Fake Reviews have become the scourge on the internet. As many as 90% are declared ‘unreliable using the same text, hyperbole or suspiciously positive words’.
An article on Channel Seven News on 25 April 2019 about Fake reviews prompted us to investigate further.
Channel 7 News Seven says it is easy to buy fake reviews – good or bad to affect your, or other brand’s products.
The ACCC found that online reviews are incredibly powerful with 80% of readers using them to decide on major purchases. It claims at least 15% of all online reviews are fabrications.
But website Fakespot is about to challenge Fake reviews.
At present, it analyses only Amazon products, Yelp listings, App Store apps and TripAdvisor listings. It has analysed 1,417,263,672 reviews to date.
We used the Arlo Go LTE to see the results. We are not picking on Arlo per se – it is just that so many so-called reviews use the same words and terms.
Fake reviews are everywhere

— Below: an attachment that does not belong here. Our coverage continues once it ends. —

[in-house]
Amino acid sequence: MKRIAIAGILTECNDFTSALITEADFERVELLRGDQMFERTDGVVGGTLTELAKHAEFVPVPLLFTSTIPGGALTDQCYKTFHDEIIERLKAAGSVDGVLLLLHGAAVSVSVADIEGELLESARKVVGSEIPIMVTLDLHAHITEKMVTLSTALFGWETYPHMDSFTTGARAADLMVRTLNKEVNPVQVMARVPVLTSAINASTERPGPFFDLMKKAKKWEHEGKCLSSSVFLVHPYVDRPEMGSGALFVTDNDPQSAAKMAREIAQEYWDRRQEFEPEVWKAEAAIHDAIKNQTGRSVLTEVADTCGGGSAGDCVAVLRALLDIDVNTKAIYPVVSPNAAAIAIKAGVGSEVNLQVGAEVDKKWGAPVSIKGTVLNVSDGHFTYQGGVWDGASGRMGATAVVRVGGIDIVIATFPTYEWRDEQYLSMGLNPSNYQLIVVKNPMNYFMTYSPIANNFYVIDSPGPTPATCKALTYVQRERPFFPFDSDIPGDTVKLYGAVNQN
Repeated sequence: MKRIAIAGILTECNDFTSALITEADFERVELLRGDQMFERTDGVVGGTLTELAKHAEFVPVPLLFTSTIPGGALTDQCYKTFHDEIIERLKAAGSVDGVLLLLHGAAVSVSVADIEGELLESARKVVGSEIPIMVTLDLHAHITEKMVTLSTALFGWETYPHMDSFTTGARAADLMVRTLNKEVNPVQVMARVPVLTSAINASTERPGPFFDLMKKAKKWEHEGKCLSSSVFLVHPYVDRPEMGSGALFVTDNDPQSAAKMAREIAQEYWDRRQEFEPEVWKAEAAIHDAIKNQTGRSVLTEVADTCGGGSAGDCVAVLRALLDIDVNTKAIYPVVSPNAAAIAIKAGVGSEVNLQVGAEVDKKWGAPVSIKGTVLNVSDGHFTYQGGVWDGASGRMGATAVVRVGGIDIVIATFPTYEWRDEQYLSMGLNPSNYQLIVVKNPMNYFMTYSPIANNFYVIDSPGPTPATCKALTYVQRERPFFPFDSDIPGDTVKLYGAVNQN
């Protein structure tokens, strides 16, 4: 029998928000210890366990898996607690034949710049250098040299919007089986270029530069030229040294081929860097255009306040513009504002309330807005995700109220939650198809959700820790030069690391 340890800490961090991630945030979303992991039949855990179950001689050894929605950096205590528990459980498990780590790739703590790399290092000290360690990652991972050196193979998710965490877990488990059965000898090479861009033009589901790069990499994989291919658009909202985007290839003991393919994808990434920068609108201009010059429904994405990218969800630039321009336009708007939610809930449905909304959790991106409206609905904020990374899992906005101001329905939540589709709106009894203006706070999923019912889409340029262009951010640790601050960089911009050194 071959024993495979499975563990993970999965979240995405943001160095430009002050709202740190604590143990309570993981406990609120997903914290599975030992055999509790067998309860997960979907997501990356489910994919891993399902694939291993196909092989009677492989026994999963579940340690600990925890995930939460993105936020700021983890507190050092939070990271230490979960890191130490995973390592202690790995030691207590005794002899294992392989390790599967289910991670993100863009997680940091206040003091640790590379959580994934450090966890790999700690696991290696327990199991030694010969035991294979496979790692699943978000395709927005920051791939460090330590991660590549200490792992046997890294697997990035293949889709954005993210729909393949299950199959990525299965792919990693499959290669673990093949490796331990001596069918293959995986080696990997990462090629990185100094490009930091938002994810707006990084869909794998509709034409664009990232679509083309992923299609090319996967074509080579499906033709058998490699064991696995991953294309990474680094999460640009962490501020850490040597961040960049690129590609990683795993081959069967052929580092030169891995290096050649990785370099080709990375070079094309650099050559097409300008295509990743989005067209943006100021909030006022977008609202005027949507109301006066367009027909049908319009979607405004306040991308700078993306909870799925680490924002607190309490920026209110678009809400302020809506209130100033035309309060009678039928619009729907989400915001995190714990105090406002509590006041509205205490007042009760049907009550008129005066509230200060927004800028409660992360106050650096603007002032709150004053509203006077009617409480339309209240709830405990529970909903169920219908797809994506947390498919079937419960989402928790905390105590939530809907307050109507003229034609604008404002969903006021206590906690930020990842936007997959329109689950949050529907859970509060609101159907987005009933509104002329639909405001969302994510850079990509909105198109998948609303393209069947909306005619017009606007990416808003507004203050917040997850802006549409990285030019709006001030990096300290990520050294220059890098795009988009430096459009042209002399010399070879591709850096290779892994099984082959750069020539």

There is a huge industry in places like India and the Philippines where English is usually the first language.
There are comprehensive Reddit Boards and YouTube tutorials that teach people how to write fake reviews.
Thousands of workers submit fake reviews to
Boosting means a plethora of reviews suddenly appear (as evidenced by a timeline). Taking down a competitor takes longer – a concerted attack over many months.
Wikihow offers a guide to spotting fake Amazon reviews – the problem is that it is not all that easy.
Many major brands encourage Fake reviews
Whether it is the brand itself or its social media agency, this is happening.
Again, we hesitate to mention good names but Sonos One, a new Alexa speaker, launched tomorrow in Australia, has had an avalanche of reviews building its rating from zero to four out of five stars.
ReviewMeta warns that ‘Our algorithm has detected a large number of suspicious reviews.”